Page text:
Definition of kayak in English:

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Pronunciation: /ˈkʌɪak/


Image of kayak
A canoe of a type used originally by the Inuit, made of a light frame with a watertight covering having a small opening in the top to sit in.
Example sentences
  • The next highest categories were personal watercraft, cabin cruisers, canoes, rowboats and kayaks.
  • These sculptural works are made of superimposed bentwood floatable frames: canoes, surfboards, kayaks, and rowboats fully equipped with oars.
  • More fatalities occurred on canoes and kayaks than on personal watercraft, but the highest number occurred on open motorboats.

verb (kayaks, kayaking, kayaked)

[no object] (usually as noun kayaking)
Travel in or use a kayak: the centre is ideal for kayaking
More example sentences
  • Canadian canoeing, kayaking and sailing sessions will be on offer.
  • Even here, though, it is possible to try a spot of canoeing or kayaking in the Gorge Waterway - not something to be tried in the Clyde.
  • Whether you're into skydiving, kayaking or mountain biking, this is the place for you.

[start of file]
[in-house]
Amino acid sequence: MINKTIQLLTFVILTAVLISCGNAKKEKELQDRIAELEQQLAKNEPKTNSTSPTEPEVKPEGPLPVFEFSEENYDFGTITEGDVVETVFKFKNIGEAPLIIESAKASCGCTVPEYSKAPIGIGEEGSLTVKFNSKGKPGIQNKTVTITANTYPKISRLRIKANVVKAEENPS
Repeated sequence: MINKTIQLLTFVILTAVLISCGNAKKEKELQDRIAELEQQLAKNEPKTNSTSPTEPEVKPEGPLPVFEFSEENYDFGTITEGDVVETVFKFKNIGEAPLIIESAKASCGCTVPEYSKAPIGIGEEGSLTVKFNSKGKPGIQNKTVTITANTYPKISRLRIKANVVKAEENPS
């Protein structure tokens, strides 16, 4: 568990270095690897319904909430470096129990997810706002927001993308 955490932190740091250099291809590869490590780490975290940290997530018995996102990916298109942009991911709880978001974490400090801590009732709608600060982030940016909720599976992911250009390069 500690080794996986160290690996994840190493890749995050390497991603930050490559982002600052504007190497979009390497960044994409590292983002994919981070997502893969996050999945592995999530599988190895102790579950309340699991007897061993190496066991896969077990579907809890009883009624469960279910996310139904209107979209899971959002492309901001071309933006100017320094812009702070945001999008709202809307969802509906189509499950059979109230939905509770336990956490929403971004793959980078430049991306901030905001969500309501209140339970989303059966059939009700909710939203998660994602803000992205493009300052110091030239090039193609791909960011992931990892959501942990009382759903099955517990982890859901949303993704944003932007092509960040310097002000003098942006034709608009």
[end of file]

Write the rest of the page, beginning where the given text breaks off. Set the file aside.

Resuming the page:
Pronunciation: /ˈkʌɪakə/
Example sentences
  • Deeply affected by the tragedy, he authored legislation that calls for mandatory life jacket wear for kayakers.
  • Families of ducks, sail boats and kayakers round out the serene picture.
  • We didn't know it, but the kayaker had abandoned his kayak and boarded the life raft after our aerial delivery.


Mid 18th century: from Inuit qayaq.

  • Eskimo from late 16th century:

    The traditional word for the indigenous people inhabiting northern Canada, Alaska, Greenland, and eastern Siberia is Eskimo. The word is from Native American language Algonquian, and may have originally meant ‘people speaking a different language’. It was formerly thought that the original meaning was ‘person who eats raw meat’ and because this was seen as insulting, the word is now avoided by many. The peoples inhabiting the regions from the Canadian Arctic to western Greenland prefer to call themselves Inuit, first recorded in English in the mid 18th century and the plural of inuk ‘person’. There are comparatively few words in English from the Inuit language. Kayak, which came into English in the 18th century, is one of them, and igloo (mid 19th century) from iglu ‘house’, is the most notable other.

Words that rhyme with kayak


For editors and proofreaders

Line breaks: kayak

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